Pope Francis greets Slovenia's Prime Minister Alenka Bratusek during a private audience at the Vatican June 13. (CNS photo/Maria Grazia Picciarella, pool)
Pope Francis our first anticlerical pope? Technically speaking, he isn't--his
two predecessors also were more or less critical of clericalism--but he is well
on his way to being the most outspoken one.
a widely circulated quote from a 2011 interview he gave while he was still
Cardinal Bergoglio of Buenos Aires. In case you haven't seen it or have
forgotten it, the key passage goes like this:
I have said before, there is a problem: the temptation to clericalism. We
priests tend to clericalize the laity. We do not realize it, but it is as if we
infect them with our own thing. And the laity--not all but many--ask us on
their knees to clericalize them, because it is more comfortable to be an altar
boy than the protagonist of a lay path….
layman is a layman and has to live as a layman with the strength of his
baptism, which enables him to be a leaven of the love of God in society…not
from his pulpit but from his everyday life. And the priest--let the priest
carry the cross of the priest, since God gave him a broad enough shoulder for
are strong, bracing words. But besides the words, Francis's manner and
lifestyle--unpretentious, simple, direct--constitute a kind of living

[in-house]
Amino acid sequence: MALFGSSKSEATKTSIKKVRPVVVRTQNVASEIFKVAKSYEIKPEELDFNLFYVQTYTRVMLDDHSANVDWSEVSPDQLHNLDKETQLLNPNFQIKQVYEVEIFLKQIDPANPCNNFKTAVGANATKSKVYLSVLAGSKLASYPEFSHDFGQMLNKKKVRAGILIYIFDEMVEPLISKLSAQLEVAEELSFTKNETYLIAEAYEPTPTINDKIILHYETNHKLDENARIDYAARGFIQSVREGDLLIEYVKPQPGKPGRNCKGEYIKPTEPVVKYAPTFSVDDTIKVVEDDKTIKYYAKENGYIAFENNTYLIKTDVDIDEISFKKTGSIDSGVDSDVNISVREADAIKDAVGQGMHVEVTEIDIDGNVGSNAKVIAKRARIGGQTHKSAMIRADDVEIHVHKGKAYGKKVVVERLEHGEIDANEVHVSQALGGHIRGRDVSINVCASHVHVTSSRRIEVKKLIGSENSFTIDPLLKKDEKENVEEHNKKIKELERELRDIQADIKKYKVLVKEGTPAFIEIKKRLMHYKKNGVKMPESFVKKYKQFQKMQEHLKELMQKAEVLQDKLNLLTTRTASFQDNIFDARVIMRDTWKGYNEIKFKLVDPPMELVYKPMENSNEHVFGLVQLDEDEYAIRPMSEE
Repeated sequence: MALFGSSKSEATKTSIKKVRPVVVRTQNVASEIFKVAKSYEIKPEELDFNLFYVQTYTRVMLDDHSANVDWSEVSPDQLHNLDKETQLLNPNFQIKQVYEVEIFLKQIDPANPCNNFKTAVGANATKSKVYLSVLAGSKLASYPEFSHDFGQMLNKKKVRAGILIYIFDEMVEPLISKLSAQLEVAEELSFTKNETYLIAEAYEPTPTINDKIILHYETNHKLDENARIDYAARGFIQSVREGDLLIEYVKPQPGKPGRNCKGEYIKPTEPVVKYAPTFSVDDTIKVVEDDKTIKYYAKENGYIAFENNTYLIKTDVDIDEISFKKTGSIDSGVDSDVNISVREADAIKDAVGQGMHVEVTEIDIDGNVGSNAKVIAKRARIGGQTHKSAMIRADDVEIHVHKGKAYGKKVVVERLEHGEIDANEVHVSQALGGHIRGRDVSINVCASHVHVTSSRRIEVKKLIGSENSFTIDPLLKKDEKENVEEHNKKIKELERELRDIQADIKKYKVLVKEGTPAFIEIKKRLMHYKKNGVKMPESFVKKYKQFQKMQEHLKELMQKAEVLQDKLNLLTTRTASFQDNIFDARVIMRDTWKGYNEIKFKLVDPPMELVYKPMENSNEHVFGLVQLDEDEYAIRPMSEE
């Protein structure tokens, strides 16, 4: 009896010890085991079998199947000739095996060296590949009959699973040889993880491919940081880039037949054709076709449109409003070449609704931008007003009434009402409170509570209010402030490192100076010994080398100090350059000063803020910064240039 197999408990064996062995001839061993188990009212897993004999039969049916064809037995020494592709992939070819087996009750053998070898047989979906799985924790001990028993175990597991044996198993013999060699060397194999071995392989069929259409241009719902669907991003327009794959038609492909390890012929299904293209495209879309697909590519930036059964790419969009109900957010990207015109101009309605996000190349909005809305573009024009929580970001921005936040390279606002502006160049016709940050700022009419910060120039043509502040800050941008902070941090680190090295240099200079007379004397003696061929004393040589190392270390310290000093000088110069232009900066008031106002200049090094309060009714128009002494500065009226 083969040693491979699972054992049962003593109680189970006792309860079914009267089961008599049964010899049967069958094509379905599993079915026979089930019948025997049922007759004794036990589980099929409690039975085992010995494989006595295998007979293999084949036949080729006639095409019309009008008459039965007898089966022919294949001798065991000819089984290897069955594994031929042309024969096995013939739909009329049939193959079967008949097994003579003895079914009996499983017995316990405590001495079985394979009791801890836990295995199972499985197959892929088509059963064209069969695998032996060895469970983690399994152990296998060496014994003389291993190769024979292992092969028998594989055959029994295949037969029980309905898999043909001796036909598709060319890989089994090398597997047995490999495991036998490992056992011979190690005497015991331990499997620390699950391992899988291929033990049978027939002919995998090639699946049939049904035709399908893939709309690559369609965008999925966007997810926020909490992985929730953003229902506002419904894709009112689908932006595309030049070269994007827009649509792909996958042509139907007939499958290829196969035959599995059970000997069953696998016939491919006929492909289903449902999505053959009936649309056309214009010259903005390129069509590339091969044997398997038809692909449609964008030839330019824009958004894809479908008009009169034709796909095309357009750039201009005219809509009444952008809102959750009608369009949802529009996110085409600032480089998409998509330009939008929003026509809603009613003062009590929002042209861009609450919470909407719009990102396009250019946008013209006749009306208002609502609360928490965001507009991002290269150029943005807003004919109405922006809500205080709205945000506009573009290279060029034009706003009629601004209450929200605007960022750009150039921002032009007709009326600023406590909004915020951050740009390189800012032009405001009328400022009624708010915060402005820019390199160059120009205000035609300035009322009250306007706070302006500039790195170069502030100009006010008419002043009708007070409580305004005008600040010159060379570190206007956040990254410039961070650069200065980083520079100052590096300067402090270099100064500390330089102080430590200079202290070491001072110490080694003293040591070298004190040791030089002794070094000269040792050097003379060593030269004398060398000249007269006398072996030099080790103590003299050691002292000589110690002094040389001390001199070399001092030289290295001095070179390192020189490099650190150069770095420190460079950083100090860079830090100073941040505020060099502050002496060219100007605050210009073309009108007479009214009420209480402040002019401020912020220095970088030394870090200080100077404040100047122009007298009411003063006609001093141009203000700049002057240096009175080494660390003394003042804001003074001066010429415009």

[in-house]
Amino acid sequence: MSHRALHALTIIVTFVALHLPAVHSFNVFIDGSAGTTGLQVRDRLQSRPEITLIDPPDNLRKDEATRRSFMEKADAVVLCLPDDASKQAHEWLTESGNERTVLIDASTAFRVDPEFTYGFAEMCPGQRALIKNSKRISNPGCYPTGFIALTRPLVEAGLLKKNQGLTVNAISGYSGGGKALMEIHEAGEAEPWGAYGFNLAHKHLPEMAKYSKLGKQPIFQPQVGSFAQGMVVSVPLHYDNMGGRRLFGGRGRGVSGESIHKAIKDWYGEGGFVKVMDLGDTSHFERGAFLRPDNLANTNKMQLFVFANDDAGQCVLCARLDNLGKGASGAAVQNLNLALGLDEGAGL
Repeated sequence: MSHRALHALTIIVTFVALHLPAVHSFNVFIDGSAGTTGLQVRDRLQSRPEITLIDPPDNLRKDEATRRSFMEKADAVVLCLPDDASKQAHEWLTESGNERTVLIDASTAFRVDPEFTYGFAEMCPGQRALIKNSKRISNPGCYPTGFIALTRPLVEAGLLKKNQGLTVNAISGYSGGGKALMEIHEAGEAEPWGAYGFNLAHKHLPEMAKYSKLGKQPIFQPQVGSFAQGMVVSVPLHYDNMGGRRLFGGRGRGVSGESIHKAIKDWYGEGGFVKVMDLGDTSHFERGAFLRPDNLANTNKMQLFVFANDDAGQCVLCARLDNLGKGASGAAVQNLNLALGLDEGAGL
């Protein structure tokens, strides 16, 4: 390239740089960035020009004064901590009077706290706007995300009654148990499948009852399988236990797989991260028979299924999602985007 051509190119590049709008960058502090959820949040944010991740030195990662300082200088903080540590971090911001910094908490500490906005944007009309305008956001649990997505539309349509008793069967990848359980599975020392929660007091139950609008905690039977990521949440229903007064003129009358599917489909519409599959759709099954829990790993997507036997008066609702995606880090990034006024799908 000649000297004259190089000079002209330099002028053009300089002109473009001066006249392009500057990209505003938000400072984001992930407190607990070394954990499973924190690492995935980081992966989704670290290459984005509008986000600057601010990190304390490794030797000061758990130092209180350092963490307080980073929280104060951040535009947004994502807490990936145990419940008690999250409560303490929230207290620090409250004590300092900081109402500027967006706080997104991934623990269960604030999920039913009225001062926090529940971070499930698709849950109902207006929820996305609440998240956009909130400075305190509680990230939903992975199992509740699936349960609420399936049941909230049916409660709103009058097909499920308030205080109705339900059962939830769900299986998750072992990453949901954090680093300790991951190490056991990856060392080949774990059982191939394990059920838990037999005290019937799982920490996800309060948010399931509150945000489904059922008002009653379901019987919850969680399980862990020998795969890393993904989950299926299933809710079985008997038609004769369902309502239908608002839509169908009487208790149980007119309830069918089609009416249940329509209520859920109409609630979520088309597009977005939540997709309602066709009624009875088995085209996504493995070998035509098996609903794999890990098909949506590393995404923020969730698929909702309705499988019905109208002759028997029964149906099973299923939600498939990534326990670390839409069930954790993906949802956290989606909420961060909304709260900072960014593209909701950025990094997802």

repudiation of certain clericalist conventions. (Lest there be any doubt--many
other good priests also speak and live this way.)
essence of clericalism in the sense in which Pope Francis (and I) use the word
is a way of thinking that takes for granted that the clerical vocation and
state in life are both superior to and normative for all other Christian
vocations and states. From this point of view it follows that clerics are the
active agents in the Church--the ones who make the decisions, give the orders,
exercise command. The laity's role is to listen and do as they're told.
lay people appear still to think this way at least as much as, and probably
more than, their priests do. That's true even (or perhaps especially) of those
who rebel against it and drop out of the Church. Deeply rooted and pervasive,
it's an abuse that replaces the idea of a Church whose fundamentally equal
members have diverse offices and roles with a caricature: clerics are bosses,
lay people get bossed.
isn't the only place it exists. In a talk recently in New York, Archbishop
Diarmuid Martin of Dublin said "strong remnants of inherited
clericalism" continue to plague the Church in Ireland. "The days of
the dominant or at times domineering role of clergy within what people call the
'institutional Church' have changed, but part of the culture still
remains," he said.
how to proceed from here? Pope Benedict XVI more than once suggested an
important dimension of what needs to be done in floating the idea of "co-responsibility."
a message to a meeting last August, he explained: "Co-responsibility
demands a change in mindset especially concerning the role of lay people in the
Church. They should not be regarded as 'collaborators' of the clergy but,
rather, as people who are really 'co-responsible' for the Church's being and
a thought. Reforming the central administrative machinery of the Church stands
high on Pope Francis's agenda. Mightn't finding ways for lay people to have a
stronger presence and voice in what happens in Rome be part of it? That could
be an idea whose time has come.